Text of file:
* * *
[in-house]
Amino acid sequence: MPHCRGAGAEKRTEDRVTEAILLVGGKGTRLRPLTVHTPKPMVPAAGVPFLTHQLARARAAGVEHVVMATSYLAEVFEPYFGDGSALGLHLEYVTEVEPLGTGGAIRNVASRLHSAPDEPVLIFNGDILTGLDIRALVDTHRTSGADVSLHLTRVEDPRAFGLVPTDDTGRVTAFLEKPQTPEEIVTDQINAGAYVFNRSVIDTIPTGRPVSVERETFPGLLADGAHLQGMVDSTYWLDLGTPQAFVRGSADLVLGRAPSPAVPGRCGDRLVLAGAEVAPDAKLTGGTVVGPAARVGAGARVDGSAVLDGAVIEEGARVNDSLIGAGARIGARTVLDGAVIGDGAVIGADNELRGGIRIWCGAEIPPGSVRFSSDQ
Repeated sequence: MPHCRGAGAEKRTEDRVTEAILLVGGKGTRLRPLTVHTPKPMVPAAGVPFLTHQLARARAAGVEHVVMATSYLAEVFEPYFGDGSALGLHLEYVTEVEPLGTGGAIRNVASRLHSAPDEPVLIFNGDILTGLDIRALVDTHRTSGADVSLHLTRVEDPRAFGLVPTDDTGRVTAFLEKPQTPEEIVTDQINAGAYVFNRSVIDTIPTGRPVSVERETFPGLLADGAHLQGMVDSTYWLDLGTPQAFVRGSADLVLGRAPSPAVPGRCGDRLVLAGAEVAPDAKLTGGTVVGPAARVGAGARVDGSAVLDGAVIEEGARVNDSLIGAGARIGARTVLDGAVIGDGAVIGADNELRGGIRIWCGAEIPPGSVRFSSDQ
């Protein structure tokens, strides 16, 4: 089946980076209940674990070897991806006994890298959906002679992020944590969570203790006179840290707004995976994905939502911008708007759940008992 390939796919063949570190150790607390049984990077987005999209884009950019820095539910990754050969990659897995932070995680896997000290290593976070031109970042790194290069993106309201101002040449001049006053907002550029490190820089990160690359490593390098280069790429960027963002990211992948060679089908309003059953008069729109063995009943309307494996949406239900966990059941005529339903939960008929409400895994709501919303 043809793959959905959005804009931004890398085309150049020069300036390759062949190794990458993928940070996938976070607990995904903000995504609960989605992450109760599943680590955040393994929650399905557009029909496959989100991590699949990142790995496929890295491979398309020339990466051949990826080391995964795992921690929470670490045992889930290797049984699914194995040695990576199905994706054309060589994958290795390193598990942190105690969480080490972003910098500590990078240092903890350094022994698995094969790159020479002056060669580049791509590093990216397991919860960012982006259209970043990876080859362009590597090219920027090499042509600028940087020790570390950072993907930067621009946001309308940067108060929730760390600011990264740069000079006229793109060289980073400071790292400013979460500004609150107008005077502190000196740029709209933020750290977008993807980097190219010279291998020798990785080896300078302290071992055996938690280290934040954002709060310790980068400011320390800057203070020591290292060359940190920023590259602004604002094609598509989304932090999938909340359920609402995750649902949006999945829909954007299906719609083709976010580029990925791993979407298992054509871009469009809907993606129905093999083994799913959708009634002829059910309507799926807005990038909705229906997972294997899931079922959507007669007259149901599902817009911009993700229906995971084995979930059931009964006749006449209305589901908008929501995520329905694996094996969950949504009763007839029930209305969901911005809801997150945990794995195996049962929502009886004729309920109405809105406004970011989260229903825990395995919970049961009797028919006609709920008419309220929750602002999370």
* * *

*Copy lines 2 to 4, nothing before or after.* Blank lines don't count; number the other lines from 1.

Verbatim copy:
Amino acid sequence: MPHCRGAGAEKRTEDRVTEAILLVGGKGTRLRPLTVHTPKPMVPAAGVPFLTHQLARARAAGVEHVVMATSYLAEVFEPYFGDGSALGLHLEYVTEVEPLGTGGAIRNVASRLHSAPDEPVLIFNGDILTGLDIRALVDTHRTSGADVSLHLTRVEDPRAFGLVPTDDTGRVTAFLEKPQTPEEIVTDQINAGAYVFNRSVIDTIPTGRPVSVERETFPGLLADGAHLQGMVDSTYWLDLGTPQAFVRGSADLVLGRAPSPAVPGRCGDRLVLAGAEVAPDAKLTGGTVVGPAARVGAGARVDGSAVLDGAVIEEGARVNDSLIGAGARIGARTVLDGAVIGDGAVIGADNELRGGIRIWCGAEIPPGSVRFSSDQ
Repeated sequence: MPHCRGAGAEKRTEDRVTEAILLVGGKGTRLRPLTVHTPKPMVPAAGVPFLTHQLARARAAGVEHVVMATSYLAEVFEPYFGDGSALGLHLEYVTEVEPLGTGGAIRNVASRLHSAPDEPVLIFNGDILTGLDIRALVDTHRTSGADVSLHLTRVEDPRAFGLVPTDDTGRVTAFLEKPQTPEEIVTDQINAGAYVFNRSVIDTIPTGRPVSVERETFPGLLADGAHLQGMVDSTYWLDLGTPQAFVRGSADLVLGRAPSPAVPGRCGDRLVLAGAEVAPDAKLTGGTVVGPAARVGAGARVDGSAVLDGAVIEEGARVNDSLIGAGARIGARTVLDGAVIGDGAVIGADNELRGGIRIWCGAEIPPGSVRFSSDQ
């Protein structure tokens, strides 16, 4: 089946980076209940674990070897991806006994890298959906002679992020944590969570203790006179840290707004995976994905939502911008708007759940008992 390939796919063949570190150790607390049984990077987005999209884009950019820095539910990754050969990659897995932070995680896997000290290593976070031109970042790194290069993106309201101002040449001049006053907002550029490190820089990160690359490593390098280069790429960027963002990211992948060679089908309003059953008069729109063995009943309307494996949406239900966990059941005529339903939960008929409400895994709501919303 043809793959959905959005804009931004890398085309150049020069300036390759062949190794990458993928940070996938976070607990995904903000995504609960989605992450109760599943680590955040393994929650399905557009029909496959989100991590699949990142790995496929890295491979398309020339990466051949990826080391995964795992921690929470670490045992889930290797049984699914194995040695990576199905994706054309060589994958290795390193598990942190105690969480080490972003910098500590990078240092903890350094022994698995094969790159020479002056060669580049791509590093990216397991919860960012982006259209970043990876080859362009590597090219920027090499042509600028940087020790570390950072993907930067621009946001309308940067108060929730760390600011990264740069000079006229793109060289980073400071790292400013979460500004609150107008005077502190000196740029709209933020750290977008993807980097190219010279291998020798990785080896300078302290071992055996938690280290934040954002709060310790980068400011320390800057203070020591290292060359940190920023590259602004604002094609598509989304932090999938909340359920609402995750649902949006999945829909954007299906719609083709976010580029990925791993979407298992054509871009469009809907993606129905093999083994799913959708009634002829059910309507799926807005990038909705229906997972294997899931079922959507007669007259149901599902817009911009993700229906995971084995979930059931009964006749006449209305589901908008929501995520329905694996094996969950949504009763007839029930209305969901911005809801997150945990794995195996049962929502009886004729309920109405809105406004970011989260229903825990395995919970049961009797028919006609709920008419309220929750602002999370």